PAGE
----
Forgiveness was not Placerville’s strong suit during the Gold Rush when it earned the moniker “Old Hangtown.”
On Saturday, Jan. 29, Placerville will be back on the map — not as a town of swift justice, but as a place of transformation.
A powerful program “From Hate to Hope,” an interactive presentation normally seen only at the Museum of Tolerance in Los Angeles will take place at the Federated Church, 1031 Thompson Way, from 11 a.m. – 2 p.m.
“This is truly a once-in-a-lifetime event,” said Matt Huckabay, executive director of the Center for Violence-free Relationships in Placerville. “I’ve been carrying this notion, but I always knew it would happen … I have John Lennon’s words right on my desk: ‘You may say that I’m a dreamer, but I’m not the only one …’ — when the opportunity presented itself, I knew that we could make a connection for the common good.”
In fact, Davida Wills Hurwin, the author of “Freaks and Revelations” as well as the characters who inspired the program and book, Matthew Boger and Tim Zaal, will all be in Placerville this Saturday. A $25 contribution includes the book donated by the publisher Houghlin Brown, the presentation and a light brunch at Federated Church, and people are encouraged to obtain their tickets in advance.
Tales of redemption abound in literature, but Hurwin’s book is based on truth. Both the book and the presentation are extremely compelling. The book is based on the remarkable true story of Boger and Zaal, the victim and the perpetrator of a hate crime many years ago. Meeting by chance much later in life, the two reconciled, creating a panorama of hope for anyone who has ever hated, whether as a bully or a victim.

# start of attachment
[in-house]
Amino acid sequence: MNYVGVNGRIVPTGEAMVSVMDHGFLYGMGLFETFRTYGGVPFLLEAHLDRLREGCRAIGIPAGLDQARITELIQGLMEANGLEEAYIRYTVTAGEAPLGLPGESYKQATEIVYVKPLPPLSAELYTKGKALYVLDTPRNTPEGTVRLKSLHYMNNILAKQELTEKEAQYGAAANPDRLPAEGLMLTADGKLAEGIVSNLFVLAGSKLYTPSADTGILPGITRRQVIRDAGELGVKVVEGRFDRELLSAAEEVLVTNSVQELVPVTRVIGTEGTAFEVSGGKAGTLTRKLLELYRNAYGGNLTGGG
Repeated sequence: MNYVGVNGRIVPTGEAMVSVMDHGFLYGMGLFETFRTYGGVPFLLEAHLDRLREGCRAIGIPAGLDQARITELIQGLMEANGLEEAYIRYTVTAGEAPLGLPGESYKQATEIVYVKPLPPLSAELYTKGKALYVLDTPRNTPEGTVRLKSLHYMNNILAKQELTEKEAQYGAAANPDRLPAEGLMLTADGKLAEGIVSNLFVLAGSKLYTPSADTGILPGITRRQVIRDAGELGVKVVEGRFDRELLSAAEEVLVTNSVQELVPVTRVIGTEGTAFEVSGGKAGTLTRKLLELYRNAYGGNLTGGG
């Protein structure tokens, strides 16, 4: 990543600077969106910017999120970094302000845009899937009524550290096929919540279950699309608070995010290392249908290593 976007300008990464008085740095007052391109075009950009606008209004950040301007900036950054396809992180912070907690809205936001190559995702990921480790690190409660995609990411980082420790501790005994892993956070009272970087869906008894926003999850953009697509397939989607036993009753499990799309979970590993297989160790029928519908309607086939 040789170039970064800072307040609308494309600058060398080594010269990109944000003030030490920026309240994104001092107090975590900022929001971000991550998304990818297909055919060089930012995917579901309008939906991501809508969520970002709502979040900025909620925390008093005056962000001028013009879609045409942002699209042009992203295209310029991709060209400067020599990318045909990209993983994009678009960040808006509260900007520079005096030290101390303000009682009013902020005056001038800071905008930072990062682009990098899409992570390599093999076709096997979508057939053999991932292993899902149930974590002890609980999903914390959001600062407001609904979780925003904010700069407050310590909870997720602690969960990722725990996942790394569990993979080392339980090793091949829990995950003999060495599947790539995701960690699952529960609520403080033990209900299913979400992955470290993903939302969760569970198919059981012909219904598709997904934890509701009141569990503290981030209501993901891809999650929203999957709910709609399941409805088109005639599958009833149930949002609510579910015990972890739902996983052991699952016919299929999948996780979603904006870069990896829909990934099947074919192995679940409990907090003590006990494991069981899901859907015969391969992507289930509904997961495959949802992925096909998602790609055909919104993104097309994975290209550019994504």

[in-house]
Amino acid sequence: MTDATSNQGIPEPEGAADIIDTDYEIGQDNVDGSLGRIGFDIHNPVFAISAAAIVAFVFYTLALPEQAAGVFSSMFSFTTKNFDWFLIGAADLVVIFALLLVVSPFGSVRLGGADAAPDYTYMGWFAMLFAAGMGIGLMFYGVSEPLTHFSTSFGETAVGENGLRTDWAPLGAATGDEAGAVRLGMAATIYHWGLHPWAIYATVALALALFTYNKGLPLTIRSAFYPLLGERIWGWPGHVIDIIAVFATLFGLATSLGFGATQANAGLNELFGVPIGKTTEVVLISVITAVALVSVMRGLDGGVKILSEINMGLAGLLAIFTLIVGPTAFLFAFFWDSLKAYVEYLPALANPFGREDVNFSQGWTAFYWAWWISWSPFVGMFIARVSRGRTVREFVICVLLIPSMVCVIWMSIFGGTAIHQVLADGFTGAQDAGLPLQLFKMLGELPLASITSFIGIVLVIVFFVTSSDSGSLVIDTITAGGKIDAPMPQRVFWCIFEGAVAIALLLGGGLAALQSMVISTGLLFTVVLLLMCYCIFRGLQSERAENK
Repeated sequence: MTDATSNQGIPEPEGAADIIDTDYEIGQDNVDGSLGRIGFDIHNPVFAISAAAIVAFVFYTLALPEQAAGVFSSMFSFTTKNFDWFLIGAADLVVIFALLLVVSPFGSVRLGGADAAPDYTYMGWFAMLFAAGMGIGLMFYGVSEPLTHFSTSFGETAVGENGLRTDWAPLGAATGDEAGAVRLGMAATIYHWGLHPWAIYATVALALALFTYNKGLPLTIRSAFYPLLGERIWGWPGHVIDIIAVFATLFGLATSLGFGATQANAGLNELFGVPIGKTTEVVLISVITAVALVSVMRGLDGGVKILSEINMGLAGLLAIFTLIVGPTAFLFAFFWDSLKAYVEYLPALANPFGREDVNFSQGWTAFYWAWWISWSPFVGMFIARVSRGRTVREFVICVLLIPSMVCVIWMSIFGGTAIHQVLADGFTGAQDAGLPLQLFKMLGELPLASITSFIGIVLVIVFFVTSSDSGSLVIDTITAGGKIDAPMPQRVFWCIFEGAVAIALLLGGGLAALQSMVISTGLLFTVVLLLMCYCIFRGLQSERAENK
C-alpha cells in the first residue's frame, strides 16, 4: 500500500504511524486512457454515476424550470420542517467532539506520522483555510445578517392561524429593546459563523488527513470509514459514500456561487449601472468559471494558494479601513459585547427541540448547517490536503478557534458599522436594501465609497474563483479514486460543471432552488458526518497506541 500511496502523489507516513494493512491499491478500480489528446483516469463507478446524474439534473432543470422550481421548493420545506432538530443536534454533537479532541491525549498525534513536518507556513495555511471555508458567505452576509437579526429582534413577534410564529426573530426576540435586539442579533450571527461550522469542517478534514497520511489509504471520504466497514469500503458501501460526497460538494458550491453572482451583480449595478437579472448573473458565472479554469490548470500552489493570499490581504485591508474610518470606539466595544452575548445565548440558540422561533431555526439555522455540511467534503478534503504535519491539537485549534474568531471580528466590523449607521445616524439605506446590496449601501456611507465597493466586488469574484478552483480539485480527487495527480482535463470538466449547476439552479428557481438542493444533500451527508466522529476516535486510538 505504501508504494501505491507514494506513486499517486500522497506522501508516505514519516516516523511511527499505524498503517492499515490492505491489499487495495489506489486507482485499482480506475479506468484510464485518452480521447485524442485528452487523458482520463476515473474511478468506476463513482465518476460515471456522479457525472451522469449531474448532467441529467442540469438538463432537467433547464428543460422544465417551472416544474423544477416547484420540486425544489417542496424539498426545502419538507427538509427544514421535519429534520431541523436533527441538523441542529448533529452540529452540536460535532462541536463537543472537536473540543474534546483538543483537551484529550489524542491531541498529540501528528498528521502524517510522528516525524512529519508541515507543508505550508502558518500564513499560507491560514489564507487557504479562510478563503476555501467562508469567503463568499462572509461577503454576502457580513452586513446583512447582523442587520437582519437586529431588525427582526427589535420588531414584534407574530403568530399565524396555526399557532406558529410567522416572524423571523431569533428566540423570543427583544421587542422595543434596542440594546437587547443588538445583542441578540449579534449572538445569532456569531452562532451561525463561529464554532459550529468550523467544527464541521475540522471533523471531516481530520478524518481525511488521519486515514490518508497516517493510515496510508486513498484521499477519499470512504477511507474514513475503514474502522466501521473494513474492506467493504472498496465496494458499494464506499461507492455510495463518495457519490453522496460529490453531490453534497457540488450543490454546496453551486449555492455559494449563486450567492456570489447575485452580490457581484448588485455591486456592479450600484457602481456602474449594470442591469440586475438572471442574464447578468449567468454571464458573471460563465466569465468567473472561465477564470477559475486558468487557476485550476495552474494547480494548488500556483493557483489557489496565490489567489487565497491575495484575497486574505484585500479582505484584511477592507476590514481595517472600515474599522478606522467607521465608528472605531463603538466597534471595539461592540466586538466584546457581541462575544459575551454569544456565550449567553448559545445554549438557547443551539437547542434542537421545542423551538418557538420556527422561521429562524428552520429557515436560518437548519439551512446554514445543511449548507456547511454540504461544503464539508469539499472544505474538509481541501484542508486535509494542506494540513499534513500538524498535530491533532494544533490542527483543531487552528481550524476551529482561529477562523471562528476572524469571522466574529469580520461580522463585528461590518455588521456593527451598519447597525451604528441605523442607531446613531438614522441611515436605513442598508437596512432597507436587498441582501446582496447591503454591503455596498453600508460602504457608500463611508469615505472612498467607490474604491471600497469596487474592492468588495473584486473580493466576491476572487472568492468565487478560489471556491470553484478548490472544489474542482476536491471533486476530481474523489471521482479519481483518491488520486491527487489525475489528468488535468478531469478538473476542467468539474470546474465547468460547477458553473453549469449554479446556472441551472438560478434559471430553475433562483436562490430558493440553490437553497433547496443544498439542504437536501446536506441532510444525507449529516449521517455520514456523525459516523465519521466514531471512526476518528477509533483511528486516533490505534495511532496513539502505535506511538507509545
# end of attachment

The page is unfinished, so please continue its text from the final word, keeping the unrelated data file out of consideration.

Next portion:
“Their one in a million chance meeting and unbelievable friendship will inspire you,” said Oprah Winfrey when the story was featured on her show.
But in Placerville, people will be able to get to know the full story, and they will participate in an interactive discussion about the power of forgiveness.
For Boger, 44, being able to forgive was pivotal in his growth as a human being. Actually kicked out of his mother’s home at the age of 13, Boger went on to have a difficult life that he was eventually able to turn around — due to the power of love.
“Without forgiveness, we are held hostage,” said Boger, who had a lot to forgive.
The message of tolerance is priceless, for intolerance can be a cruel undercurrent in society; ingrained hatred for other races, cultures, life styles etc. can create a ripple effect, undermining the ideals of peaceful coexistence.